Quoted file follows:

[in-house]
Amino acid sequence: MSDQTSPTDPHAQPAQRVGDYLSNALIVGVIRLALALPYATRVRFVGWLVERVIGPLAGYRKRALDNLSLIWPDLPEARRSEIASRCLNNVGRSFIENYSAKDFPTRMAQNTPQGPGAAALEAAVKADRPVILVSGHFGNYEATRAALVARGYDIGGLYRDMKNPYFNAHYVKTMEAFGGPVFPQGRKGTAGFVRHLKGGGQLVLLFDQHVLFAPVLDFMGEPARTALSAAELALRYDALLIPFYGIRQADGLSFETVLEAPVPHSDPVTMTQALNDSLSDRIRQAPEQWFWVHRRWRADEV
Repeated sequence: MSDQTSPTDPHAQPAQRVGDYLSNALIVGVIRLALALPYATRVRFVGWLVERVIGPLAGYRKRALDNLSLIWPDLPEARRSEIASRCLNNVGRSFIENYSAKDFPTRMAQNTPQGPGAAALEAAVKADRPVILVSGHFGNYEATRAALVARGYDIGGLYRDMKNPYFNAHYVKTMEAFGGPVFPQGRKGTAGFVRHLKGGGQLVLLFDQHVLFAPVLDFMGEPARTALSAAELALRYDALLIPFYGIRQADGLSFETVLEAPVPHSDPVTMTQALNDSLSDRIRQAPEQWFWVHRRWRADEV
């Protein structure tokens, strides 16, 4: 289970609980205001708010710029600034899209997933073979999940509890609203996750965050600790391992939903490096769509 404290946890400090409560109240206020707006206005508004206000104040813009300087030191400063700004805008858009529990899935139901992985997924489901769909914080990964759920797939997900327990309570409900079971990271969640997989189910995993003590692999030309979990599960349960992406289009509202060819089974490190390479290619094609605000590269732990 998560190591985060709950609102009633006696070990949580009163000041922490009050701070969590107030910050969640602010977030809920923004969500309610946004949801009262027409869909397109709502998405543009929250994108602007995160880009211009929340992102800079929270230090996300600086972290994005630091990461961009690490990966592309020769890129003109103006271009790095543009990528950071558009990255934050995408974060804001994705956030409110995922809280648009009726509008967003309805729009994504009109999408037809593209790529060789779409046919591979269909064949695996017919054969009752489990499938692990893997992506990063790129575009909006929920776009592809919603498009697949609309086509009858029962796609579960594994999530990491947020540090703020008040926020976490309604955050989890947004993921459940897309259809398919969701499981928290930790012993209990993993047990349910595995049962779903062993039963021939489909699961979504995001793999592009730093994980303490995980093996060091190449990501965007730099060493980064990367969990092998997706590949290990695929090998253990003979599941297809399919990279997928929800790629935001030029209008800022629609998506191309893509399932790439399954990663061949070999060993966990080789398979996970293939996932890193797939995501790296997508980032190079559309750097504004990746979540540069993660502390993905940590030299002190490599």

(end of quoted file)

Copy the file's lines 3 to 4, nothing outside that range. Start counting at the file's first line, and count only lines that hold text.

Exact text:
Repeated sequence: MSDQTSPTDPHAQPAQRVGDYLSNALIVGVIRLALALPYATRVRFVGWLVERVIGPLAGYRKRALDNLSLIWPDLPEARRSEIASRCLNNVGRSFIENYSAKDFPTRMAQNTPQGPGAAALEAAVKADRPVILVSGHFGNYEATRAALVARGYDIGGLYRDMKNPYFNAHYVKTMEAFGGPVFPQGRKGTAGFVRHLKGGGQLVLLFDQHVLFAPVLDFMGEPARTALSAAELALRYDALLIPFYGIRQADGLSFETVLEAPVPHSDPVTMTQALNDSLSDRIRQAPEQWFWVHRRWRADEV
């Protein structure tokens, strides 16, 4: 289970609980205001708010710029600034899209997933073979999940509890609203996750965050600790391992939903490096769509 404290946890400090409560109240206020707006206005508004206000104040813009300087030191400063700004805008858009529990899935139901992985997924489901769909914080990964759920797939997900327990309570409900079971990271969640997989189910995993003590692999030309979990599960349960992406289009509202060819089974490190390479290619094609605000590269732990 998560190591985060709950609102009633006696070990949580009163000041922490009050701070969590107030910050969640602010977030809920923004969500309610946004949801009262027409869909397109709502998405543009929250994108602007995160880009211009929340992102800079929270230090996300600086972290994005630091990461961009690490990966592309020769890129003109103006271009790095543009990528950071558009990255934050995408974060804001994705956030409110995922809280648009009726509008967003309805729009994504009109999408037809593209790529060789779409046919591979269909064949695996017919054969009752489990499938692990893997992506990063790129575009909006929920776009592809919603498009697949609309086509009858029962796609579960594994999530990491947020540090703020008040926020976490309604955050989890947004993921459940897309259809398919969701499981928290930790012993209990993993047990349910595995049962779903062993039963021939489909699961979504995001793999592009730093994980303490995980093996060091190449990501965007730099060493980064990367969990092998997706590949290990695929090998253990003979599941297809399919990279997928929800790629935001030029209008800022629609998506191309893509399932790439399954990663061949070999060993966990080789398979996970293939996932890193797939995501790296997508980032190079559309750097504004990746979540540069993660502390993905940590030299002190490599």